After marrying Gitty Hager, of Breakabeen, he settled upon the farm now occupied by Samuel Young. The land was purchased by one Waenig, a German, who purchased several of the Dorlach lots in the year 1770, and lived in an underground hovel near the present barn buildings. Governor George Clinton's attention was called to Mr. Brown's career and abilities, and he became one of his confidential friends and advisors. It is well known that Governor Clinton, as well as nearly all of the chief officials of those times, did not hesitate to listen to the voice of the common yeomanry of the country upon public questions and give heed to their reasonings.

During Clinton's "Tory war" of 1784, Clinton called upon Brown for his opinion, knowing he was located in the border settlement, in which that element was better known. As there were those who had not been "offensive" but who sided with the Crown through fear, and believing they would make good, law abiding citizens, Brown favored their right as voters which was effected by Schuyler and Hamilton in 1787.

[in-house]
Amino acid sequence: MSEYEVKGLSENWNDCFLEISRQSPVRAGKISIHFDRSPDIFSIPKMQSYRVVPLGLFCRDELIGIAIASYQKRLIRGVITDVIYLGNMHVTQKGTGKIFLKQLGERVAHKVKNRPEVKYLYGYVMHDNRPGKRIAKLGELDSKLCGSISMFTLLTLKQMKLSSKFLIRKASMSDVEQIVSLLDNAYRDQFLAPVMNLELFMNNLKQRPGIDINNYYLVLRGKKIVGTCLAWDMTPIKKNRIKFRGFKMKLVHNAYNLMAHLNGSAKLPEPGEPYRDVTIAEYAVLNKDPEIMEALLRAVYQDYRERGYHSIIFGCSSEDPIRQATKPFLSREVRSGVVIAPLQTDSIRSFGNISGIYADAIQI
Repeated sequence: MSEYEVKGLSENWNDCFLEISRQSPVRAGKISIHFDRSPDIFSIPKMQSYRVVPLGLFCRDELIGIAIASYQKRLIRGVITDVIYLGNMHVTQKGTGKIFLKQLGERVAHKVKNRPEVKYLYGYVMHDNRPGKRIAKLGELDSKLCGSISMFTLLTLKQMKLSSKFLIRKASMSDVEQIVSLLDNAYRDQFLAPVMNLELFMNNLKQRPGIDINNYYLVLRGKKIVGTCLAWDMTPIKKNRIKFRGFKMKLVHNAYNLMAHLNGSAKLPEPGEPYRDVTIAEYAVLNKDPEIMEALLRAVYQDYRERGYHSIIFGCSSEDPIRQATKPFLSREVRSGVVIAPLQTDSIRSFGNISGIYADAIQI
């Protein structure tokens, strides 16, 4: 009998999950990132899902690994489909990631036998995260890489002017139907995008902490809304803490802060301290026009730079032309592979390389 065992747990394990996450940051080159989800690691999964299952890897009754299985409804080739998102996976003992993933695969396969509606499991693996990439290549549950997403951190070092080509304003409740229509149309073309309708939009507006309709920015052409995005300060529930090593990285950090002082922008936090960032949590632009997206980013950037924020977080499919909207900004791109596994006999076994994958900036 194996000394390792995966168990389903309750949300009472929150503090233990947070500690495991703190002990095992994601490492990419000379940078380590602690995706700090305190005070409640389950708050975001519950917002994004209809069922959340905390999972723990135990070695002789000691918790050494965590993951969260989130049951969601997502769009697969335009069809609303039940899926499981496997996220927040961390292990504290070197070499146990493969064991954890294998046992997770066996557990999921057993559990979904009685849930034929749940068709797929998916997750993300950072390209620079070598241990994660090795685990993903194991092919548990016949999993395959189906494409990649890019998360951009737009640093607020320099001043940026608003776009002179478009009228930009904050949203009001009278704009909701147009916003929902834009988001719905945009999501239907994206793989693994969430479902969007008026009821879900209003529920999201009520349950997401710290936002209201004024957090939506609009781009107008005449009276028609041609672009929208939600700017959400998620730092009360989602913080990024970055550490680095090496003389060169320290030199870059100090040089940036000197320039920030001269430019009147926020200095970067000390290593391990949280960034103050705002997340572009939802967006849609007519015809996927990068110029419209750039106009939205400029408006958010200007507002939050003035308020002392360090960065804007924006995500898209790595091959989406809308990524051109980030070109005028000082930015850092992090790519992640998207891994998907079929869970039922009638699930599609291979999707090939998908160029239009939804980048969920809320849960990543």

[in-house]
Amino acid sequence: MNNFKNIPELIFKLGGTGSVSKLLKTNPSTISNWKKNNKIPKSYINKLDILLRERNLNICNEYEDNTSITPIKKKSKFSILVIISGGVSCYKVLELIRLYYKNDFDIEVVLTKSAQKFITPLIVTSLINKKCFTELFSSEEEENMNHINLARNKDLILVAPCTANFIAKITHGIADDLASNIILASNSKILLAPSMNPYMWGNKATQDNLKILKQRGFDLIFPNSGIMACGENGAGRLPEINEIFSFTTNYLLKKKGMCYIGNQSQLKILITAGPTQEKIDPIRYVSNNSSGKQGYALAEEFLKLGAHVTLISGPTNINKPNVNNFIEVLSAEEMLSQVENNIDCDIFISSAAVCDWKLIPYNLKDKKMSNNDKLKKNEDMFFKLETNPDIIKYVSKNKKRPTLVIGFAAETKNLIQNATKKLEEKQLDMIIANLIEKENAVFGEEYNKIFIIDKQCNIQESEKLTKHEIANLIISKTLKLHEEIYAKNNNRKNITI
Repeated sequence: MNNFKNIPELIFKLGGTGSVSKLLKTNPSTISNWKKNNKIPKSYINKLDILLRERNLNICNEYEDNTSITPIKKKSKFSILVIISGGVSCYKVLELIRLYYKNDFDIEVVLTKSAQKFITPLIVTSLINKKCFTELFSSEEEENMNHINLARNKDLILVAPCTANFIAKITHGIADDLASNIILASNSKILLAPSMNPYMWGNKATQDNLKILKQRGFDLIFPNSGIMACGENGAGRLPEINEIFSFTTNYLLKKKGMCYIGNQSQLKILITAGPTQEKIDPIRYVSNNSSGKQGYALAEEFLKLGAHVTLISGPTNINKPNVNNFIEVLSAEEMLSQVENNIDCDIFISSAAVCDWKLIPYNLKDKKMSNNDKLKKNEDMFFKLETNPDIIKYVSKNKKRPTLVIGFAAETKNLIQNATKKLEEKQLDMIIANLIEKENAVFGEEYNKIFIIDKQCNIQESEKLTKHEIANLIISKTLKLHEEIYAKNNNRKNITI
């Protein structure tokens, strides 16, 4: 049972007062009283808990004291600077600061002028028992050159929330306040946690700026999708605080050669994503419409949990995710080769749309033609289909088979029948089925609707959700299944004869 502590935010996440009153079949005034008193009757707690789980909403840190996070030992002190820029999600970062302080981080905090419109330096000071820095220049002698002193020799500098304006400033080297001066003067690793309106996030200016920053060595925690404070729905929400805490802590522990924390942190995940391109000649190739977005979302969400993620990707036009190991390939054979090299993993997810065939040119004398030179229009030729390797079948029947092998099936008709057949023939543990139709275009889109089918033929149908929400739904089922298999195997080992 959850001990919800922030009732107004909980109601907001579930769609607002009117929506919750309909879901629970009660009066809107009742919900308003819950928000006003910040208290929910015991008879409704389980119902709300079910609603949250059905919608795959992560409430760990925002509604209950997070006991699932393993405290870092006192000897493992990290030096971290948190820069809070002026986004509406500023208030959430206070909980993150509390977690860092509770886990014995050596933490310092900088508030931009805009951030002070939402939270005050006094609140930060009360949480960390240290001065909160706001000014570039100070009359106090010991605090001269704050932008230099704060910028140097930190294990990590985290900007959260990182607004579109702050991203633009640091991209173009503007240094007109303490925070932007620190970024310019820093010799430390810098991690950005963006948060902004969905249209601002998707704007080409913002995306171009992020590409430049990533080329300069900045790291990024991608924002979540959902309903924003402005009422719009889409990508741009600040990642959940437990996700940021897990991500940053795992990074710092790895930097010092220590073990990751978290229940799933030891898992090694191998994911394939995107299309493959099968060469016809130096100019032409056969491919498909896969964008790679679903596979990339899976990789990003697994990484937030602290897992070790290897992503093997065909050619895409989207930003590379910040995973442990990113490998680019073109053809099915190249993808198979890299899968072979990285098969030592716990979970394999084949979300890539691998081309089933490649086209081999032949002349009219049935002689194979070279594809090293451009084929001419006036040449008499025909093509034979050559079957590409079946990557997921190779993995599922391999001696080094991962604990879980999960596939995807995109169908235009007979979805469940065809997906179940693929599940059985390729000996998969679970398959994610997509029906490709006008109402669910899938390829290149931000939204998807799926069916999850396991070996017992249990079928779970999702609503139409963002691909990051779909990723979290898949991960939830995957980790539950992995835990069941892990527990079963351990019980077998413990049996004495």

This expression of opinion, led many of the over patriotic to cast the epithet of "Tory" upon Brown, which was unjust. Brown was commissioned Captain of a company of Tryon county militia, by Governor Clinton, but being lame he insisted upon the honor being bestowed upon some one else. But Clinton refused to change the appointment and furnished a horse for his use. If Brown had been a "Tory" Clinton would have known it, and if such had been the case, George Clinton would have been the last man to have placed any confidence in him. DeWitt Clinton's mind also was enraptured with his country's glorious achievements, and like a true patriot he desired to see her struggles and triumphs engraved upon history's page. The Schoharie and other border settlements drew his heartfelt sympathy and he requested Brown to write their early history, which he did in a manner so plain that the most simple can understand.